Special Shabbatot highlight upcoming Jewish festivals or holidays. They are highlighted in the services by a maftir (additional) service during Saturday morning.
Shabbat Shuva is the Shabbat between Rosh Hashana and Yom Kippur. It takes its name from the Haftara from Hoshea 14 which reads: “Shuva Yisrael – Return, O Israel, to HaShem your G-d.”
During these days we are obligated to do shuva, to repent. In fact, some people call this Shabbat T’shuva since it is the Shabbat of the Ten Days of Repentance. It is customary in all congregations for the Rabbi to give a sermon calling on the people to repent before Yom Kippur. He also reviews with them the laws of Yom Kippur.
Traditional Haftara readings: Hosea 14:2-10; Micah 7:18-20; Joel 2:15-27.
The Shabbat when we read the portion of “Beshalach” is called Shabbat Shira. This parasha contains the song the Jews sang (Shirat Hayam) when they crossed the Red Sea. The song begins with the words “Az Yashir Moshe”, and tells of Pharaoh’s chariots and horsemen being flung into the raging sea and ends with “HaShem will reign forever more.”
Shabbat Shira (Shabbat Shirah) usually comes before Tu B’shvat, but sometimes Tu B’shvat falls on Shabbat. It is customary to scatter bread crumbs for the birds to commemorate the aggada (legend or story) in praise of them.
Traditional Haftara readings: The story of Deborah (Judges 4:4-5:31).
Shabbat Shekalim – Each year until the destruction of the second Temple, every Jew was obligated to give a half shekel in order to participate in the communal sacrifices. This coin gave everyone an equal share in the sacrifices. Thirty days before the first of Nissan, the day of the sacrifice, people were publicly reminded to bring their coin to the appointed treasurers. Today, we no longer have the Temple or its sacrifices but we read the portion of the Shekalim in the Torah (Shemot 30:11-16) as a remembrance.
Traditional Haftara readings: II Kings 12:1 – 12:17
On the Shabbat before Purim, we take out two Sifrei Torah. We read the weekly portion in the first and Parasha Zachor in the second: “Remember what Amalek did to you…” (Devarim 25:17-19).
What is the connection between erasing the memory of our Amalekite enemies and Purim?
The wicked Haman, who intended to destroy all the Jews in one day and claim their spoils, was descended from Agag, the king of Amalek in the time of King Saul. Thus we know that Haman was an Amalekite. “Remember,” our sages tell us, “do not forget!” Why? We are told to remember what the people of Amalek did to us when we first left Egypt, and not to forget what they tried to do to us during the reign of Ahashverosh (the time of the Purim story).
Traditional Haftara readings: I Samuel 15:2 – 15:34
Shabbat Para (Shabbat Parah) – On the Shabbat before Parashat Hachodesh (before the month of Nissan) we read about the Red Heifer, which is found in Bamidbar, Chapter 19.
In the time of Beit Hamikdash every person was obligated to bring a Korban Pesach (a Passover sacrifice) which was eaten on Pesach eve, the Seder night. But only people who were ritually pure could partake of this sacrifice. Therefore, right before the month of Nissan, it was publicly announced that whoever had become impure (by contact with a dead person) must purify himself, and certainly people must be careful not to become impure before Pesach itself.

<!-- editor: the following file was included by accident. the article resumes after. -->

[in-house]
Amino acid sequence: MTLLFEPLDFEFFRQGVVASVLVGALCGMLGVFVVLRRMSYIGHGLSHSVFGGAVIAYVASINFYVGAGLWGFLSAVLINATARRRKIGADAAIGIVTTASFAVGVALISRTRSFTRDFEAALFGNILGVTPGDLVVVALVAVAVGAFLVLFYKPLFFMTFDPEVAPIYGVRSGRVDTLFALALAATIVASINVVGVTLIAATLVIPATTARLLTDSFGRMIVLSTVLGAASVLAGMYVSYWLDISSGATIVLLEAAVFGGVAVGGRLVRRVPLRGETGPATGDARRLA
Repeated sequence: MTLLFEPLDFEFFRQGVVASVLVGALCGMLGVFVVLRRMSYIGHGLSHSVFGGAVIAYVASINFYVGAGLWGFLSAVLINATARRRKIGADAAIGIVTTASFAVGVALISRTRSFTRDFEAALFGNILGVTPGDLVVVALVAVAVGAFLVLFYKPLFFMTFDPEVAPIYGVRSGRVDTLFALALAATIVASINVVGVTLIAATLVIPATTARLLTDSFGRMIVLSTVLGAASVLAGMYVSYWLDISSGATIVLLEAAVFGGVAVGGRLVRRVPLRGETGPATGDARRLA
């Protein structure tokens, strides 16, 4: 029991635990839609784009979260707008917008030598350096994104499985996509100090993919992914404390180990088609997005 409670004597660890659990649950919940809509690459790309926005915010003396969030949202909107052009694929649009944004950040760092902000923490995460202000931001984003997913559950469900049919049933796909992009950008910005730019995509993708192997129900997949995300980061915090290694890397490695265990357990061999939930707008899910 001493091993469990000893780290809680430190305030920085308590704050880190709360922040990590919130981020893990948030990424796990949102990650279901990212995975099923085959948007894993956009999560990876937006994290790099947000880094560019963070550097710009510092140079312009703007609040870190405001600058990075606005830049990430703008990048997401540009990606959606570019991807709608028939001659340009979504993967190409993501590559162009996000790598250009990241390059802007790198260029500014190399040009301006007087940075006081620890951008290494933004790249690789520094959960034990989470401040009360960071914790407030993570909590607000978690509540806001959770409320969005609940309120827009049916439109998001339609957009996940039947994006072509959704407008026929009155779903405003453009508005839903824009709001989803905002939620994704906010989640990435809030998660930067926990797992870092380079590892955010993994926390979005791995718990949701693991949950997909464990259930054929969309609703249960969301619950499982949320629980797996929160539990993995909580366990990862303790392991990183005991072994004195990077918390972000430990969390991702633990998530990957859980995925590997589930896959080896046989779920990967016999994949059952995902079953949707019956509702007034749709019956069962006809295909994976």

Now that we have no Beit HaMikdash or no Pesach sacrifice, we read this portion in the Torah instead (just as our daily prayers are instead of daily sacrifices), and hope that we will speedily merit the rebuilding of the Beit Hamikdash and be able, once again, to bring the Pesach sacrifice in purity at its proper time.
Traditional Haftara readings: Ezekiel 36:16 – 36:38
On the Shabbat before Rosh Hodesh Nissan, we read Parashat HaHodesh. “This month is for you the first of months…” (Shemot 12).
This reading is intended to remind us that Pesach is fast approaching.
The Haftara for this Shabbat is Ezekiel, chapter 45, which tells about the Rosh Chodesh Nissan sacrifices which were brought from and which will be again brought in the future, when the third Beit HaMikdash is built. The Haftara concludes with these words of consolation: “Like the flock of Jerusalem at her appointed times, so shall the waste cities be filled with flocks of men” (36:38).
Traditional Haftara readings: Ezekiel 45:16-46:18
The Shabbat before Pesach is called Shabbat Hagadol. On this Shabbat, the Jews were commanded to take a lamb which would serve as the Pesach sacrifice. On that first year, the tenth of Nissan happened to be on Shabbat. The egyptians asked the people why they were taking the lamb and they replied: to slaughter it for a Pesach sacrifice. Although the lamb was considered a deity by the Egyptians, they remained silent and did not harm the Jews.
On this Shabbat, we read the Haftara from Malachi, chapter 2: “And the sacrifice of Judah and Jerusalem shall be pleasing unto HaShem.”
This chapter ends with the verse: “Lo! I am sending to you Elijah the prophet before the coming of the great and awesome day of HaShem.”
Traditional Haftara readings: Malachi 3:4-24
The Shabbat before Tisha B’Av is called Shabbat Chazon because of the Haftara which is read: “Chazon Yeshayahu – the prophecy of Yeshayahu…”
In it, the destruction of Jerusalem and the Temple were prophesied by Isaiah.
Shabbat Nachamu is the Shabbat after Tisha B’Av.
“Nachamu, Nachamu ami – be comforted, be comforted, my people…” (Yeshaya 40)
Why is the word Nachamu repeated?
To offer consolation for each of the Temples which were destroyed. In this chapter, Isaiah describes the Ultimate Redemption which we have yet to experience.